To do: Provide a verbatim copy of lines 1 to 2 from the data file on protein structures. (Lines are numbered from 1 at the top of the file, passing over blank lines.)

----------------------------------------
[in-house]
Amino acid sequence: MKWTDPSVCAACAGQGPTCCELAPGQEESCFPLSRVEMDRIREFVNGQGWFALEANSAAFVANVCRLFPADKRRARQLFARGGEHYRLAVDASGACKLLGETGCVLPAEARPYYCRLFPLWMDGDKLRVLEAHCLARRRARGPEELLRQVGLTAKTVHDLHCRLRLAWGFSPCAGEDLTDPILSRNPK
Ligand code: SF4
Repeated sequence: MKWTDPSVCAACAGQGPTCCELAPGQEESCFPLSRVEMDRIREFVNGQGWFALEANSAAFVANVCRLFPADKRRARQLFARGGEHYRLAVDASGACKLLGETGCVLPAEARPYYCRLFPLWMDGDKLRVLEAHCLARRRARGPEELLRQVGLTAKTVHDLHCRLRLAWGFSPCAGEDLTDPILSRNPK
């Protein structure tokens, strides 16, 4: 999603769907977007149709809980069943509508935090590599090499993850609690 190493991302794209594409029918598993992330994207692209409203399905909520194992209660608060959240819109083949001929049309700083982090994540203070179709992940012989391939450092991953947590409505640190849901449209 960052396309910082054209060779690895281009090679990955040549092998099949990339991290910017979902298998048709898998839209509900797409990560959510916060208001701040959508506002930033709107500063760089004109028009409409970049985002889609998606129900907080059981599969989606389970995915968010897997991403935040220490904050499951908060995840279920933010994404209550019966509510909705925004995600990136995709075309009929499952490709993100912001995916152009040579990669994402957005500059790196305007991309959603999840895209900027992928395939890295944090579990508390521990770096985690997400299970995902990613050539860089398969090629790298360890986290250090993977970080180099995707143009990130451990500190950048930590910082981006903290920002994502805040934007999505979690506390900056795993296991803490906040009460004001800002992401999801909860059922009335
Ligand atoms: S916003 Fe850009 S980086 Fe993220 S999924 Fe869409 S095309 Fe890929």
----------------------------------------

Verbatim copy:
[in-house]
Amino acid sequence: MKWTDPSVCAACAGQGPTCCELAPGQEESCFPLSRVEMDRIREFVNGQGWFALEANSAAFVANVCRLFPADKRRARQLFARGGEHYRLAVDASGACKLLGETGCVLPAEARPYYCRLFPLWMDGDKLRVLEAHCLARRRARGPEELLRQVGLTAKTVHDLHCRLRLAWGFSPCAGEDLTDPILSRNPK